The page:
When a student walks that platform, takes that diploma and wraps up their high school career, I, along with others on my team, want to have…

  1. …shown them God’s love; without bias, without judgment, without condemnation, without condition. I would never want to have spoken what I have not lived.
  2. …given them an atmosphere of acceptance and affection. It is when we know we are loved and accepted as we are, where we are that we are no longer preoccupied with fake, shallow living. We are set free to love others as God loves us.
  3. …helped in teaching them the “hand-in-hand with Jesus” life. Not religion and its cumbersome activities that lead nowhere, but the daily life of walking with the Savior and reveling in knowing that He is for them, in them, and working through them.
  4. …equipped them to discover THAT God is, WHO God is, who THEY are in Christ, HOW God has gifted them, and WHAT God is leading them to be and do.
  5. …shown and shared with them how to pray, how to love, how to share their story, how to invite someone to Jesus, and how to hear and follow God’s leading.

(I recognize this is a minuscule thumbnail of a much larger conversation.)

What about you? What would you add to this list? What do you think is important to share/show before students reach the launch pad?


The Spiritual Reset.

resetThe working title of this one might very well end up as the actual title. There are several contenders.  I won’t share them, lest you hate this one. That way you won’t know what might have been. I wonder if I overthink blog titles.

I’m just back from a weekend away with my bride. We’ve spent the last few days in a seclusion of sorts. She found and rented a cabin in the middle of a gigantic piece of property in Bluefield, VA. It was–in a word–sublime. When we weren’t doing nothing (a.k.a getting our fill of HGTV since we don’t have cable at home), we were only doing things that recharged both of us. We both needed it and from all indications the long-planned weekend did all it was intended and then some.

When I have the chance to get away I always seem to become even MORE evaluative than the normal, everyday, over-evaluative version of myself. No joke, I’m constantly in an evaluative mindset personally, relationally, spiritually, and ministerially.  (Hmmm. Look at that. You can’t see it, but as I type this blog the words “relationally” and “ministerially” have red squiggly lines under them. My computer wants me to revisit them and correct the spelling. It’s as if they’re unrecognized. Am I using them incorrectly or does this computer not understand the vital importance of both of them?)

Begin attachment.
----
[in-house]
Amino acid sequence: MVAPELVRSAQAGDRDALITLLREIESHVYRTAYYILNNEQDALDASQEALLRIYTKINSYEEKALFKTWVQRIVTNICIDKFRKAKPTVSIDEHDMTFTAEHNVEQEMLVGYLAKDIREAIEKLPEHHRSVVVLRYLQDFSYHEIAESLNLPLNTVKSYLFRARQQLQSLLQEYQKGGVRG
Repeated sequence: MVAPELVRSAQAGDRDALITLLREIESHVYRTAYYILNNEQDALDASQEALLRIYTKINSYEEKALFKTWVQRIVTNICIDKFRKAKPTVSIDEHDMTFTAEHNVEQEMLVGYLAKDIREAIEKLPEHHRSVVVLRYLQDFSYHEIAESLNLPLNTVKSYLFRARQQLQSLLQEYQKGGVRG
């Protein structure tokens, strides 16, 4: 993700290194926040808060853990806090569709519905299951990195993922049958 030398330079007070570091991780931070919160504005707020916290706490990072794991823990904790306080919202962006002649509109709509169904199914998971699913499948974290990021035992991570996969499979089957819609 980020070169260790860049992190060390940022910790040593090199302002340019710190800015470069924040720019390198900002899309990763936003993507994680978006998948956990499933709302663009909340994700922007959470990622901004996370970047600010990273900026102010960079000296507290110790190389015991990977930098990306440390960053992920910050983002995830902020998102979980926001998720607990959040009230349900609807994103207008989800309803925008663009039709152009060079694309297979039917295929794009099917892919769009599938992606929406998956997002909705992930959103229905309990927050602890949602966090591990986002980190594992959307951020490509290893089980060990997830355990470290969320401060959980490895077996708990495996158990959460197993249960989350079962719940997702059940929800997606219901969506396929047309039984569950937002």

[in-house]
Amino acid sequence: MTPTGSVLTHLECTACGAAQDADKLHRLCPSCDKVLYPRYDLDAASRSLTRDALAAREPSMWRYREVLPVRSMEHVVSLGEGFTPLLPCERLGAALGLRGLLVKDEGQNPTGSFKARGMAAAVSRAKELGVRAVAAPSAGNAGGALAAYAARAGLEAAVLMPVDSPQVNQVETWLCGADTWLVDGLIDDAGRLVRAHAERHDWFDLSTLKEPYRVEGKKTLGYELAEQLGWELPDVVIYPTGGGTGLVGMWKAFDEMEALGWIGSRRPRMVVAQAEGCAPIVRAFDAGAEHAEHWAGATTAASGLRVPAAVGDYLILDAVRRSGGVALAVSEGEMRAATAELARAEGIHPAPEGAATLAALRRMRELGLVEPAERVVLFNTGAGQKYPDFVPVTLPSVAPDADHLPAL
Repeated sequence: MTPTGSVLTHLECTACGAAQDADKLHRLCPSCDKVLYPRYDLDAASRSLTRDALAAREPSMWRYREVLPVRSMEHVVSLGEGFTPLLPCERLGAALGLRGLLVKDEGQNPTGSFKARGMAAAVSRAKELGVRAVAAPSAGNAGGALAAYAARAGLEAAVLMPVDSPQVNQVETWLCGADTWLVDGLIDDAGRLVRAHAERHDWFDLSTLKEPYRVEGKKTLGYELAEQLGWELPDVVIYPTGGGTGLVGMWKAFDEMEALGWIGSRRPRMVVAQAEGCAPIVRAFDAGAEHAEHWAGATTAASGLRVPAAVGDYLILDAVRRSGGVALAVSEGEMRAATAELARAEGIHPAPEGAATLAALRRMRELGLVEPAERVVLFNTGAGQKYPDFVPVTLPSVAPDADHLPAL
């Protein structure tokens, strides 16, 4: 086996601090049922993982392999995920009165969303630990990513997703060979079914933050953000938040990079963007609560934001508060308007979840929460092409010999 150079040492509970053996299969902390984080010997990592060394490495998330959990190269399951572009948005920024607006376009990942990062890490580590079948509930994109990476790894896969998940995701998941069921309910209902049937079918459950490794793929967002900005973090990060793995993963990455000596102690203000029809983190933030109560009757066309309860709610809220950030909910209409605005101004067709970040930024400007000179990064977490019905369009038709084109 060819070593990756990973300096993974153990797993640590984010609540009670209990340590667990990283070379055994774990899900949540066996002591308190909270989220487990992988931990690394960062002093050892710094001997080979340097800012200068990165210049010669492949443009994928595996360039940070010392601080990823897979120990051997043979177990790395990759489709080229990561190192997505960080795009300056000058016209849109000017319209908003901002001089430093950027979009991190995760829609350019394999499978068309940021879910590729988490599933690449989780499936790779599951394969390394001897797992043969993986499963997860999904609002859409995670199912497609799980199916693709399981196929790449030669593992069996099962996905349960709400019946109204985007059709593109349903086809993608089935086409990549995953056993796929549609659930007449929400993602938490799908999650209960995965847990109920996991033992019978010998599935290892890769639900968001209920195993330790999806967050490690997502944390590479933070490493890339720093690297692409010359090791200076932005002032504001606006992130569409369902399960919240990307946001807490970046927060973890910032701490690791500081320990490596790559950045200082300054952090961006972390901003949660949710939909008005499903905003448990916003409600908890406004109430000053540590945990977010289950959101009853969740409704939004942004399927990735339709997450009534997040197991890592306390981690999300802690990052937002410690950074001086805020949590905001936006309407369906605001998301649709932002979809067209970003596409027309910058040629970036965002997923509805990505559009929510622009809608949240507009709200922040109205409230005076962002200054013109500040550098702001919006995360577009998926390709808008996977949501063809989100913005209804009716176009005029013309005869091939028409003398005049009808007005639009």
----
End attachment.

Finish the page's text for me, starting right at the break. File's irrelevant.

Okay, let’s forget that and move on. Seriously, Jerry. Let it go. *Deep breath.*  Okay.

So, as I evaluate where I am, who I am, how I’m doing, what I’m doing, and what the ministry I lead is (or isn’t) doing, I find myself looking for a way to pull up the anchor, hoist the main sail, and set a course for new waters.

If you’ve been in ministry for more than a year or if you ever find yourself spiritually waning for any number of reasons, I’d like to walk you through some of my thoughts on how to reset.

Before we do that, let me quickly make the differentiation between simple and easy. Much of what I’m sharing here is simple. All of it, actually. But that doesn’t necessarily mean it’s easy.

Okay, first you’re going to need quiet. And I say that as a self-proclaimed noise addict. I find constant noise comforting, probably because its the most convenient distraction from the hard work of silence. And by silence I don’t simply mean no noise, I mean distractionless, deep thought and sabbatical type of mental work. That might not sound super refreshing right off the bat, but do the work of quieting life and you’ll be rewarded with next-level thoughts. The way God puts it is: “Be still, and know that I am God.” (Psalm 46:10).  What this verse isn’t saying outright but is screaming nonetheless is that when we aren’t still, we don’t easily remember that He is God. And when I don’t declare in my life that God is God, then my default is to make myself (my own direction, ingenuity, ambition, or idea of success) the god in God’s place.  Big mistake.

Once you’re quiet, ask big questions. We all have big questions that we commonly suppress. We do this because we’ve bought that lie that the urgent trumps the important. We’ve thrown the most important questions in the trunk and put the daily grind of menial urgency in the driver’s seat. Is it any wonder that we drive a million miles an hour and still feel like we’ve gone nowhere? Big questions have a way of recalibrating us. You’d be wise to formulate (liberate really) your own big questions, but for grins and giggles I’m going to spill mine right here in no particular order:

  • Is who I am who I want to be?
  • Do I fully embrace the unconditional love of God shown through Jesus or do I still rely on any degree of religiosity or perform-based spirituality, therefore short-circuiting the lavish grace God wants to free me with?